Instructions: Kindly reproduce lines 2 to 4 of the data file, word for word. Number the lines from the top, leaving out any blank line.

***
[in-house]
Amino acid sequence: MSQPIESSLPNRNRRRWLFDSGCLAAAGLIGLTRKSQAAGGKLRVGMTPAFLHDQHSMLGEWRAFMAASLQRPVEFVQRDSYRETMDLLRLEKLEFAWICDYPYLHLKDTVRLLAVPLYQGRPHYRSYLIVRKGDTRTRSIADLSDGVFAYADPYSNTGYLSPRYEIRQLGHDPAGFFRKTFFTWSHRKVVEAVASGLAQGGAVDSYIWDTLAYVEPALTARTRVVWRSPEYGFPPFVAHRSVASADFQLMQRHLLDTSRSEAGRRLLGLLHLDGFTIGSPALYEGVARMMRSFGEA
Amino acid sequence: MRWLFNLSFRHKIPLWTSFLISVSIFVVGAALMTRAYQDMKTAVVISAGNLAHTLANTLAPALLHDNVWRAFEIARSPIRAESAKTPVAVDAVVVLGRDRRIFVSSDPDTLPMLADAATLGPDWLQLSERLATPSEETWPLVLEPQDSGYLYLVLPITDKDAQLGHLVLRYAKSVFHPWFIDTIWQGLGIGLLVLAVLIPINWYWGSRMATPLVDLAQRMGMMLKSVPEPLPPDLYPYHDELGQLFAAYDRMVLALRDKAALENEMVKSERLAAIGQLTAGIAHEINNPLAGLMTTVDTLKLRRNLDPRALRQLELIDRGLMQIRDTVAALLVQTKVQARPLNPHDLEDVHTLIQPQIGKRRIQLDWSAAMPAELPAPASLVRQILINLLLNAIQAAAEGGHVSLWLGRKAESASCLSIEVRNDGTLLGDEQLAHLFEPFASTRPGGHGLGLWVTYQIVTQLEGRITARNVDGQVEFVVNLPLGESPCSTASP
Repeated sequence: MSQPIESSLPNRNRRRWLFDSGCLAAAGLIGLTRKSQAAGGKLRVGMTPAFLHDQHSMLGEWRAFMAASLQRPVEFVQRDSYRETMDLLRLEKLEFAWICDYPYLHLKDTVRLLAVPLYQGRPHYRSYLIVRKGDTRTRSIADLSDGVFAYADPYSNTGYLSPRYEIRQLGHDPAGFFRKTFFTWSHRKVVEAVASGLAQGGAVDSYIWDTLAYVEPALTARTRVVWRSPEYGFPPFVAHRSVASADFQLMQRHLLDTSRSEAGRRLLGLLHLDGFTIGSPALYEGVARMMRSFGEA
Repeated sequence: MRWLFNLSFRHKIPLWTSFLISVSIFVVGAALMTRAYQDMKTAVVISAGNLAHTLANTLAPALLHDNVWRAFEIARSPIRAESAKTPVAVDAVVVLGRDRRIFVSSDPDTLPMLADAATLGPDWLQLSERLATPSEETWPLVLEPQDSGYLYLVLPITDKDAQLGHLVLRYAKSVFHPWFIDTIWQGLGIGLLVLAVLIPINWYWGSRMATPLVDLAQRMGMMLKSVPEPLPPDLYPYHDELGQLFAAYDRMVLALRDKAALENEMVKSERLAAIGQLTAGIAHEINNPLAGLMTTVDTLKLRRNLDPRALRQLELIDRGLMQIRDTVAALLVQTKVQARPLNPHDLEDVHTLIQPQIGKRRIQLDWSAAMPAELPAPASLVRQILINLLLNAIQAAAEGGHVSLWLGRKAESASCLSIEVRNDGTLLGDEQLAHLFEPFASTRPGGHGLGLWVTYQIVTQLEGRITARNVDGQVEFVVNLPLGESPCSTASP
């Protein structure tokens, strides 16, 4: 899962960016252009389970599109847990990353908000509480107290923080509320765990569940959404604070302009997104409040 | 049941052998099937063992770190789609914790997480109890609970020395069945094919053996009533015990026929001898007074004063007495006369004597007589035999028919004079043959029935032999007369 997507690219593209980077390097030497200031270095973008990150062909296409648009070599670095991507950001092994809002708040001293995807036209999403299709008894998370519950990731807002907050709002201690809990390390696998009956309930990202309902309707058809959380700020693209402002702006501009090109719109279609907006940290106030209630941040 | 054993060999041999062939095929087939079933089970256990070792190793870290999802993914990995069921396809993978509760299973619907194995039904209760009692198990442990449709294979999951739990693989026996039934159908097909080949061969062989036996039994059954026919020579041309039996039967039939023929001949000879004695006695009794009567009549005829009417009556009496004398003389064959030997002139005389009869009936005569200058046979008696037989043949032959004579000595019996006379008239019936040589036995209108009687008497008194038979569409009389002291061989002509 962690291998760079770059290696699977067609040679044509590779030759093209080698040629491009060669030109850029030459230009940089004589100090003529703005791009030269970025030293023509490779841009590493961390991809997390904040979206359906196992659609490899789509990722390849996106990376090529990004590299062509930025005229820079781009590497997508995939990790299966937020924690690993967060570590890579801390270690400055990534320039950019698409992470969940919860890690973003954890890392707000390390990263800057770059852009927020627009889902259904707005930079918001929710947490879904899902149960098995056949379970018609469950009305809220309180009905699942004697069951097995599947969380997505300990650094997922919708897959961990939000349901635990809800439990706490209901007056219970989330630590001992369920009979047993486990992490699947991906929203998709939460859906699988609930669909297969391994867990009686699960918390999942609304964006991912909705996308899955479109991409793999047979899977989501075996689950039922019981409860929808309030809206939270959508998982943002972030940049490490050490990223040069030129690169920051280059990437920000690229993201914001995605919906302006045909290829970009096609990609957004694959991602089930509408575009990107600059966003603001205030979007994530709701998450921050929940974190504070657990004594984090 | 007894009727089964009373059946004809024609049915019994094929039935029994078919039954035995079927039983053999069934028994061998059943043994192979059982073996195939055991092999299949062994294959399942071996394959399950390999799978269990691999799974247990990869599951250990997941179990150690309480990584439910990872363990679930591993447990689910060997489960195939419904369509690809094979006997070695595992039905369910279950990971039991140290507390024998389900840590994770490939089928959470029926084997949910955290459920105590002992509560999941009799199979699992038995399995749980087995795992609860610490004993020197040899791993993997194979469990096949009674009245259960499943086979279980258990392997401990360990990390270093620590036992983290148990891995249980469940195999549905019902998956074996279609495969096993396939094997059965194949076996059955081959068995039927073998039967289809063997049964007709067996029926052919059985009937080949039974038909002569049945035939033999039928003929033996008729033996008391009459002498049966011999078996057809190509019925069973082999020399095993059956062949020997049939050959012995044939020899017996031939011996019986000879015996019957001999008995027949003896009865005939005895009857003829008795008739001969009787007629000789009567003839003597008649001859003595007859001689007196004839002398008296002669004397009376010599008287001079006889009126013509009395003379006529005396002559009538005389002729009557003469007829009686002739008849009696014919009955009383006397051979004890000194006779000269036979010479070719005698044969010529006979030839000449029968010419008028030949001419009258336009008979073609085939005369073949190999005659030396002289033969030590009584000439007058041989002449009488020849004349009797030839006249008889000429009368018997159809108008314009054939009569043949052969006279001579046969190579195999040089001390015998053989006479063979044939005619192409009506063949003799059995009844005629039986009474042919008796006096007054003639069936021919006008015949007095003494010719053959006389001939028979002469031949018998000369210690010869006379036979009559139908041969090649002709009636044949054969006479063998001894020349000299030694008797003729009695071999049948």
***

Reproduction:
Amino acid sequence: MSQPIESSLPNRNRRRWLFDSGCLAAAGLIGLTRKSQAAGGKLRVGMTPAFLHDQHSMLGEWRAFMAASLQRPVEFVQRDSYRETMDLLRLEKLEFAWICDYPYLHLKDTVRLLAVPLYQGRPHYRSYLIVRKGDTRTRSIADLSDGVFAYADPYSNTGYLSPRYEIRQLGHDPAGFFRKTFFTWSHRKVVEAVASGLAQGGAVDSYIWDTLAYVEPALTARTRVVWRSPEYGFPPFVAHRSVASADFQLMQRHLLDTSRSEAGRRLLGLLHLDGFTIGSPALYEGVARMMRSFGEA
Amino acid sequence: MRWLFNLSFRHKIPLWTSFLISVSIFVVGAALMTRAYQDMKTAVVISAGNLAHTLANTLAPALLHDNVWRAFEIARSPIRAESAKTPVAVDAVVVLGRDRRIFVSSDPDTLPMLADAATLGPDWLQLSERLATPSEETWPLVLEPQDSGYLYLVLPITDKDAQLGHLVLRYAKSVFHPWFIDTIWQGLGIGLLVLAVLIPINWYWGSRMATPLVDLAQRMGMMLKSVPEPLPPDLYPYHDELGQLFAAYDRMVLALRDKAALENEMVKSERLAAIGQLTAGIAHEINNPLAGLMTTVDTLKLRRNLDPRALRQLELIDRGLMQIRDTVAALLVQTKVQARPLNPHDLEDVHTLIQPQIGKRRIQLDWSAAMPAELPAPASLVRQILINLLLNAIQAAAEGGHVSLWLGRKAESASCLSIEVRNDGTLLGDEQLAHLFEPFASTRPGGHGLGLWVTYQIVTQLEGRITARNVDGQVEFVVNLPLGESPCSTASP
Repeated sequence: MSQPIESSLPNRNRRRWLFDSGCLAAAGLIGLTRKSQAAGGKLRVGMTPAFLHDQHSMLGEWRAFMAASLQRPVEFVQRDSYRETMDLLRLEKLEFAWICDYPYLHLKDTVRLLAVPLYQGRPHYRSYLIVRKGDTRTRSIADLSDGVFAYADPYSNTGYLSPRYEIRQLGHDPAGFFRKTFFTWSHRKVVEAVASGLAQGGAVDSYIWDTLAYVEPALTARTRVVWRSPEYGFPPFVAHRSVASADFQLMQRHLLDTSRSEAGRRLLGLLHLDGFTIGSPALYEGVARMMRSFGEA